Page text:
Character 5
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Definitions and meanings of "Maror"

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Here you will find one or more explanations in English for the word maror. Define maror, maror synonyms, maror pronunciation, maror translation, English dictionary definition of maror.

Synonyms and Antonyms for Maror

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The word "maror" in example sentences

We lift high the matzah, the bread of affliction, for all to see; we taste the painful maror to remind us of embittered lives and oppressive work; we drink four cups of redemptive wine. ❋ Ari Hart (2011)

In the first of three pieces on Ha Lachma Anya, Rabbi Yitz Greenberg explores how matzah and maror remind us not to overlook what God intended to be our sacred mission in this world and not to become too complacent in our current celebratory well-being to forget the stranger, the poor and the orphan. ❋ Ari Hart (2011)

The play takes place in Los Angeles, as a group of old friends and new gather to celebrate a Passover Seder, and opposing viewpoints are sandwiched together like charoset and maror. ❋ Tracy Shaffer (2011)

Because the woman is obligated in the Passover sacrifice and eating mazzah, she is also obligated in eating bitter herbs (maror). ❋ LeBeit Yoreh (2009)

Our maror is horseradish root and symbolizes the bitterness of slavery and anything to do with getting used and abused by "The Man." ❋ Unknown (2009)

Placed on the plate are a roasted egg to signify rebirth in spring, karpas (parsley) to signify the springtime, a roasted lamb shank to signify the paschal sacrifice that Jews used to offer in the ancient Temple, maror (a bitter herb, such as horseradish) to signify the bitterness of slavery, and Chazeret, a second bitter herb to represent the bitterness. ❋ Unknown (2009)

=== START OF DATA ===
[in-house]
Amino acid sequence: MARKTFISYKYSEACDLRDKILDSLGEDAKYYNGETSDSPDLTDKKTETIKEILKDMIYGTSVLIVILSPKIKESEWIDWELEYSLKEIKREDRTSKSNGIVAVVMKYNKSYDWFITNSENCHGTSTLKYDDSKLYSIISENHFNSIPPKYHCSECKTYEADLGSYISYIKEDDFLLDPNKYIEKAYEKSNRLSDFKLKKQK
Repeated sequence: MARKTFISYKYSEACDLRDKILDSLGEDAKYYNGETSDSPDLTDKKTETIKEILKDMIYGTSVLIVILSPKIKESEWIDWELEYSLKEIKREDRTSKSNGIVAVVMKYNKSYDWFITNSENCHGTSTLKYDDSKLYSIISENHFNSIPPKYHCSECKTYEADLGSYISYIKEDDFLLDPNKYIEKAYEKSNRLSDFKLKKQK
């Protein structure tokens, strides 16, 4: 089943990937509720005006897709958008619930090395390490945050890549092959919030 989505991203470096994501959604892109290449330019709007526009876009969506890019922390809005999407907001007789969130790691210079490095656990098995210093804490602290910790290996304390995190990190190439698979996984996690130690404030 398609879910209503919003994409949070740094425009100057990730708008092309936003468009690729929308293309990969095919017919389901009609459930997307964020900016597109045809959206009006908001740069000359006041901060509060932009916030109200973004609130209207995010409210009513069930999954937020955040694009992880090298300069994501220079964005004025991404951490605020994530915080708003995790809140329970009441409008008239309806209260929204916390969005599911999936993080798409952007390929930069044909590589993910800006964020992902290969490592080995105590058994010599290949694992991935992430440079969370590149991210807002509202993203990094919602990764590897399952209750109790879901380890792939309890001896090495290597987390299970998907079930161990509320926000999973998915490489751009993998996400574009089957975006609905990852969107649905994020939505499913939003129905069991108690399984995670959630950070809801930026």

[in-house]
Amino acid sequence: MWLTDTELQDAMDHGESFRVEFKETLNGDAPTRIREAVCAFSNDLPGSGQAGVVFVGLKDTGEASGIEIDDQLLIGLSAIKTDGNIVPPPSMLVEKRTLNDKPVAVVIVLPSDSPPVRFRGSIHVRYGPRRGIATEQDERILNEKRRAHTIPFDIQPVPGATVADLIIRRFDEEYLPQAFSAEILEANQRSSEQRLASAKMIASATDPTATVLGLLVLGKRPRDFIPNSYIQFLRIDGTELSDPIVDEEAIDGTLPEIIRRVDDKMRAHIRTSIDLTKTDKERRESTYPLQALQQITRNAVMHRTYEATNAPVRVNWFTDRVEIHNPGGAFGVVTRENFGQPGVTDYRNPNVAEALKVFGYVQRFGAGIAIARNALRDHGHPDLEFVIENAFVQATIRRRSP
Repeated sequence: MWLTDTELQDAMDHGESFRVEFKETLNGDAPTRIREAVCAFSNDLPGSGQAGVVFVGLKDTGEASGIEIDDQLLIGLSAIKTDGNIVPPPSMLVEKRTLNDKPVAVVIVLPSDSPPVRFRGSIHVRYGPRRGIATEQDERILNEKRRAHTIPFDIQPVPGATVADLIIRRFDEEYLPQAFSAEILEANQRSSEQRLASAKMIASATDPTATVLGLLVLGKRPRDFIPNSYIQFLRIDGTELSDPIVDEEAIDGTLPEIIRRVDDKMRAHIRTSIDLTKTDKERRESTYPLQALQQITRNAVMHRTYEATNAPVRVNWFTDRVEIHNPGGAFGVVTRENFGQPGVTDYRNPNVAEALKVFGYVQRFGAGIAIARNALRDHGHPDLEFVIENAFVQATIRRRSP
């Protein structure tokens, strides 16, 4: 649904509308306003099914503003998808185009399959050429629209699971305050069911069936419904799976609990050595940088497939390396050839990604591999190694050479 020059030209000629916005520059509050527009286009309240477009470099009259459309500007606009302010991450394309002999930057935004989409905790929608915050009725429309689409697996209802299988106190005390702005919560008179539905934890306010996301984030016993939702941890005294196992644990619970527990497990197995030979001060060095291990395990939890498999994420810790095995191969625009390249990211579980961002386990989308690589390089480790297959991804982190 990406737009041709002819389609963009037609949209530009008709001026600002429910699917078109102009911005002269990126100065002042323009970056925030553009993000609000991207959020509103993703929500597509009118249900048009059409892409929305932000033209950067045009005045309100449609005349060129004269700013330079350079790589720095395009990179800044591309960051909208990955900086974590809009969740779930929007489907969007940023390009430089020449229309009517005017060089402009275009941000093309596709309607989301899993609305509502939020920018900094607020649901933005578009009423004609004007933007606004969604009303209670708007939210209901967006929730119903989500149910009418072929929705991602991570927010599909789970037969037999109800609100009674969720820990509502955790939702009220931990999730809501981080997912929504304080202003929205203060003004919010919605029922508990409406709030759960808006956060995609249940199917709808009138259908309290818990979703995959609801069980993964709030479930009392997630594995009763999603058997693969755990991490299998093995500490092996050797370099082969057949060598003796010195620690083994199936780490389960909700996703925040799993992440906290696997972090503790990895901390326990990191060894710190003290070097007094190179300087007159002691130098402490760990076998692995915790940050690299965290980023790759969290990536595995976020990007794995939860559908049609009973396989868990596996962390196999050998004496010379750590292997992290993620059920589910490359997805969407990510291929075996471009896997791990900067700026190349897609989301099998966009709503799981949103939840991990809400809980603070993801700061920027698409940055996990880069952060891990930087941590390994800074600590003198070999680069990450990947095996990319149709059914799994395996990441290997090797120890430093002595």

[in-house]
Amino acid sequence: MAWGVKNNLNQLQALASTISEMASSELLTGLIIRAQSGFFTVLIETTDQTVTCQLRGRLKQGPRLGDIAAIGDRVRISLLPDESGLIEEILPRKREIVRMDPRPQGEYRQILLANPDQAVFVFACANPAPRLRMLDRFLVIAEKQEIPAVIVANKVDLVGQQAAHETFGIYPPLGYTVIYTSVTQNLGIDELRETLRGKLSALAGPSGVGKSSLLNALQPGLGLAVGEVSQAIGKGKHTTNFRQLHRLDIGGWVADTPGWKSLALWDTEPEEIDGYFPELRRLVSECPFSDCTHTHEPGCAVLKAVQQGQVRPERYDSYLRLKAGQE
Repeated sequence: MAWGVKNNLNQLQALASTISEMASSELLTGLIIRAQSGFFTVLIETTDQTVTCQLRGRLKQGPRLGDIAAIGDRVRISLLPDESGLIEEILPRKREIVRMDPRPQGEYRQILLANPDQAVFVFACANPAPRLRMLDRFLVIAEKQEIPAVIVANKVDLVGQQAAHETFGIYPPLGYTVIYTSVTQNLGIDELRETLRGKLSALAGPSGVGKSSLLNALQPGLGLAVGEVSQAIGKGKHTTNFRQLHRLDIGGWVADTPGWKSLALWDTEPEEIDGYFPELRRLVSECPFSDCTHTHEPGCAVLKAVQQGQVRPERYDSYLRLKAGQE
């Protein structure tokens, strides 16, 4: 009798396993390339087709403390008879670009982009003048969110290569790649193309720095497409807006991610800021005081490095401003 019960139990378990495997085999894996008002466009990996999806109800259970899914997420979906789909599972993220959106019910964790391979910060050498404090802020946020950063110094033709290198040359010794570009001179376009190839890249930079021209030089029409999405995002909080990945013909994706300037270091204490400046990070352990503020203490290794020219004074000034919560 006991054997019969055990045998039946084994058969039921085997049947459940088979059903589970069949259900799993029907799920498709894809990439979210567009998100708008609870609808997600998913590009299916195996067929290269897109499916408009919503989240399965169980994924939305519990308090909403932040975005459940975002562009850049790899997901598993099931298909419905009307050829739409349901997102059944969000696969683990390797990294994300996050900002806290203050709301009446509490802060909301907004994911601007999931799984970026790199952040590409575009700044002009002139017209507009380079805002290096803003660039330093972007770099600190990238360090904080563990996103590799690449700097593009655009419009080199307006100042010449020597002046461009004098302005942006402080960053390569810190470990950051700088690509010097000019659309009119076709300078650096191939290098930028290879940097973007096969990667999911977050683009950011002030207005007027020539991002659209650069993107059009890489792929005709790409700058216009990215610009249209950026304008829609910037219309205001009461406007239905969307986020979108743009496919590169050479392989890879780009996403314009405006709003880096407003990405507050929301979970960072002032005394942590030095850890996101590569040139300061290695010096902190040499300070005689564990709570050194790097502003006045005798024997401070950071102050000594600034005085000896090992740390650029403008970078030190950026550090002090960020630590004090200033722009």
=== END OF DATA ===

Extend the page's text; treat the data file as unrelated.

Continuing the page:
Our maror is horseradish root and symbolizes the bitterness of slavery and anything to do with getting used and abused by "Da Man." ❋ Unknown (2009)

However, we all know that only things that you really need to mention are matzah, maror, and pesah presumably one should discuss them as well. ❋ Unknown (2007)

As we worked through the ancient Haggadah text describing the trials of the Jewish people and their indefatigable optimism, and I nibbled on the traditional matzo and maror, I thought that this was a very positive, albeit unlikely, consequence of having the name Plame in the public domain. ❋ Valerie Plame Wilson (2007)

Five species are known: wild lettuce, Heb. hazeret; endive, ulsin; chicory, tamka; harhabina and maror, whose translation is variously rendered a kind of millet or beet, and the bitter coriander or horehound. ❋ 1840-1916 (1913)

Bitter herbs (maror) remind Jewish people of the bitterness of the slavery of their forefathers in Egypt. ❋ Unknown (2010)

Molly Rissien, a freshman from Overland Park and Wendi Albert, a freshman from Memphis, Tenn., peel maror in preparation for Passover Seder, a Passover night service replicating the events of the Exodus. ❋ < (2010)

The action of dipping the bitter herbs in Charoset symbolizes how hard the Israelite worked in gypt, combining a food that brings tears to the eyes (the maror). ❋ Chow Times (2010)

As we dipped into the maror -- horseradish grown nearby on the orange and coffee farm -- and the tropical haroset made from local mangoes, it dawned on us that, though the text was familiar and the people around us like family, we had landed at a very unusual seder. ❋ Ben Harris (2010)

Cross Reference for Maror

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